April 2, 1980: Microsoft releases its first hardware product, the Z80 SoftCard. A microprocessor card that plugs into the Apple II, it allows the computer to run programs designed for the CP/M operating system, a popular OS for business software.
Coming several years before the first version of Windows, the Z80 SoftCard quickly becomes a big hit for Microsoft.
Microsoft, the hardware company?
A straightforward plug-and-play peripheral for the Apple II, the Z80 SoftCard contained a Zilog Z80 CPU and the necessary “decoding circuitry” to read the signals on the Apple computer’s bus.
It allowed the Apple II to run much more business software, most notably the popular word processor WordStar, which required a Z80 CPU.
At the time of its introduction, InfoWorld magazine referred to the SoftCard as a “fascinating piece of hardware.”
“If you need a lightweight, portable Z80 computer, the Apple/SoftCard combination is a perfect pair,” the publication concluded.
Microsoft Z80 SoftCard is a hit
The $349 card (the equivalent of more than $1,200 in 2022) was, in some ways, a surprise hit for Microsoft. Coming packaged with Microsoft BASIC, it debuted at the West Coast Computer Faire in March 1980, before going on sale the following month. In its first three months, Microsoft sold 5,000 units — considered a big success at the time.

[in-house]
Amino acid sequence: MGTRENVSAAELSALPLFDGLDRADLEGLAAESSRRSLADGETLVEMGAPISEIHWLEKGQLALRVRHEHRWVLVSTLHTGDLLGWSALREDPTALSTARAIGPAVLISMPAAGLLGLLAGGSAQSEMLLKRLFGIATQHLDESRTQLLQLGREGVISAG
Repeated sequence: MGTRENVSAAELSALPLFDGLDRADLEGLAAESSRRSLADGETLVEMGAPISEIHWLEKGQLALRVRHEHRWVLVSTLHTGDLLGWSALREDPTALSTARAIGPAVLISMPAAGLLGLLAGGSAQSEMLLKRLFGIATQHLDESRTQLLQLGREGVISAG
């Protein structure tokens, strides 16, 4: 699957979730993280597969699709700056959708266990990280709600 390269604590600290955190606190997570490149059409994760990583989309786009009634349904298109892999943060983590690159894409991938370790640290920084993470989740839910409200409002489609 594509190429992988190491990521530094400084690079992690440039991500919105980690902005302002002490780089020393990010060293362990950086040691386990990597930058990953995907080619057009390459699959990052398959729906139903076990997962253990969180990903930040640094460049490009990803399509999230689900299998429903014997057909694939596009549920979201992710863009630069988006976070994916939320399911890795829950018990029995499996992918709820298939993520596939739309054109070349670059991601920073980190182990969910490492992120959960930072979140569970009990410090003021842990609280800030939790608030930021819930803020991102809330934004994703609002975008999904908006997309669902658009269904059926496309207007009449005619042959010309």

In fact, the Z80 SoftCard quickly became Microsoft’s No. 1 revenue source. And it remained the company’s most successful product until Microsoft introduced a mouse in 1983.
Microsoft continued its involvement with Apple as a developer for the next few years — albeit increasingly in software. By the mid-1980s, Microsoft became one of Apple’s most valuable developers. So much so that Apple CEO John Sculley signed a damaging contract to keep Bill Gates and Co. hanging around.
And then comes Windows …
By the end of the 1980s, Microsoft achieved great success with Windows. The PC operating system proved so popular that Microsoft challenged Apple in the marketplace.
Over the next 20 years, Microsoft’s software-based business model dominated the tech industry, eclipsing Apple’s own-everything-we-make approach.
In recent years, Microsoft accelerated its hardware push with its Surface lineup, producing tabletop computers, laptops, hybrid tablets, dual-screen Android devices and even touchscreen whiteboard.